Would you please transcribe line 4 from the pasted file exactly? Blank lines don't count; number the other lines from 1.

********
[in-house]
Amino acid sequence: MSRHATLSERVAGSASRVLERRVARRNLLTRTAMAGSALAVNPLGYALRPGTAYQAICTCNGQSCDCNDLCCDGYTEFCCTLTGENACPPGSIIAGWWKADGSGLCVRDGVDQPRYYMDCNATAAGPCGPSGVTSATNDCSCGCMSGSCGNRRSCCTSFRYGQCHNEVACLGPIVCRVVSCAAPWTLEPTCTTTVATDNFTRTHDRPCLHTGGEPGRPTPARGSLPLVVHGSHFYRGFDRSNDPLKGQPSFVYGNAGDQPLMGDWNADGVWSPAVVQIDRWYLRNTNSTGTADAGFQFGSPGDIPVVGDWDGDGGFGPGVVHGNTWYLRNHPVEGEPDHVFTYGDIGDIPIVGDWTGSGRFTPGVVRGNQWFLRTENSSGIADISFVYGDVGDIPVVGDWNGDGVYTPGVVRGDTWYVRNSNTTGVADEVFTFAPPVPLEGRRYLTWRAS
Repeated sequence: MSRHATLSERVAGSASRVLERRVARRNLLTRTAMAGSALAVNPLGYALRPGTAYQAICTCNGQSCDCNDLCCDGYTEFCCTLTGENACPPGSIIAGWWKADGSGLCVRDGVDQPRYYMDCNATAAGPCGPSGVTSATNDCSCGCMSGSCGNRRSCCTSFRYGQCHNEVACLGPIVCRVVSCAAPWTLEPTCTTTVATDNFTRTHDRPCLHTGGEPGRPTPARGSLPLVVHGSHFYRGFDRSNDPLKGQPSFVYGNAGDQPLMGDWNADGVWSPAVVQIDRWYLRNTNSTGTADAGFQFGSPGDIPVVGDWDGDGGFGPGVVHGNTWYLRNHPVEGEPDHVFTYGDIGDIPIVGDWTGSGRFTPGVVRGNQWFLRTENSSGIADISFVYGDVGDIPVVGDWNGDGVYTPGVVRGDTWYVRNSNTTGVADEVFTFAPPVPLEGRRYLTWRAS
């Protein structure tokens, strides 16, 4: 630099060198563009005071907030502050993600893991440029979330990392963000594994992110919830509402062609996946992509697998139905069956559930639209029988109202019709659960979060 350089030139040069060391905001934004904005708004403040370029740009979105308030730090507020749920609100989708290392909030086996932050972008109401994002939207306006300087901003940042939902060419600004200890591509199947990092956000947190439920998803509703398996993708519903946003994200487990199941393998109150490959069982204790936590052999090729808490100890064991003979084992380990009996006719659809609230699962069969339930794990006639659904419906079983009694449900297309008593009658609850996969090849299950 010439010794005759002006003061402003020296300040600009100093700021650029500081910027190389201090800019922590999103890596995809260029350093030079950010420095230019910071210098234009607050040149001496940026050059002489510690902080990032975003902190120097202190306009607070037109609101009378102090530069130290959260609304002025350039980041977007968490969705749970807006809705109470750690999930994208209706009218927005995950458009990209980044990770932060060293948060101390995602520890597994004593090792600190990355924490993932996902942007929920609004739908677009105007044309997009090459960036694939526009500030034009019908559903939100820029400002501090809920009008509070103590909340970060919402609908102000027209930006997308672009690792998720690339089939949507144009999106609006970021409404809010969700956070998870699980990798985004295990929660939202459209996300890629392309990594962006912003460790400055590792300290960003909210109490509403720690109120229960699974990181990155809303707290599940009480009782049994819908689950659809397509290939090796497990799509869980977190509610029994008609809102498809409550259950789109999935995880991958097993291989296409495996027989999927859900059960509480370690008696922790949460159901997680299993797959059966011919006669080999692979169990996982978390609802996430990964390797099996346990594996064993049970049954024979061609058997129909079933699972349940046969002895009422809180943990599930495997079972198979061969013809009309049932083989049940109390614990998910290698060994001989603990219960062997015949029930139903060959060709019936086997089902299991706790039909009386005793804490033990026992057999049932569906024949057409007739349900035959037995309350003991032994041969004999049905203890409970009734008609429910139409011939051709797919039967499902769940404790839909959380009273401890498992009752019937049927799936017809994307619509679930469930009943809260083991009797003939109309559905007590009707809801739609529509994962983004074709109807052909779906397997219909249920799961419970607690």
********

């Protein structure tokens, strides 16, 4: 630099060198563009005071907030502050993600893991440029979330990392963000594994992110919830509402062609996946992509697998139905069956559930639209029988109202019709659960979060 350089030139040069060391905001934004904005708004403040370029740009979105308030730090507020749920609100989708290392909030086996932050972008109401994002939207306006300087901003940042939902060419600004200890591509199947990092956000947190439920998803509703398996993708519903946003994200487990199941393998109150490959069982204790936590052999090729808490100890064991003979084992380990009996006719659809609230699962069969339930794990006639659904419906079983009694449900297309008593009658609850996969090849299950 010439010794005759002006003061402003020296300040600009100093700021650029500081910027190389201090800019922590999103890596995809260029350093030079950010420095230019910071210098234009607050040149001496940026050059002489510690902080990032975003902190120097202190306009607070037109609101009378102090530069130290959260609304002025350039980041977007968490969705749970807006809705109470750690999930994208209706009218927005995950458009990209980044990770932060060293948060101390995602520890597994004593090792600190990355924490993932996902942007929920609004739908677009105007044309997009090459960036694939526009500030034009019908559903939100820029400002501090809920009008509070103590909340970060919402609908102000027209930006997308672009690792998720690339089939949507144009999106609006970021409404809010969700956070998870699980990798985004295990929660939202459209996300890629392309990594962006912003460790400055590792300290960003909210109490509403720690109120229960699974990181990155809303707290599940009480009782049994819908689950659809397509290939090796497990799509869980977190509610029994008609809102498809409550259950789109999935995880991958097993291989296409495996027989999927859900059960509480370690008696922790949460159901997680299993797959059966011919006669080999692979169990996982978390609802996430990964390797099996346990594996064993049970049954024979061609058997129909079933699972349940046969002895009422809180943990599930495997079972198979061969013809009309049932083989049940109390614990998910290698060994001989603990219960062997015949029930139903060959060709019936086997089902299991706790039909009386005793804490033990026992057999049932569906024949057409007739349900035959037995309350003991032994041969004999049905203890409970009734008609429910139409011939051709797919039967499902769940404790839909959380009273401890498992009752019937049927799936017809994307619509679930469930009943809260083991009797003939109309559905007590009707809801739609529509994962983004074709109807052909779906397997219909249920799961419970607690």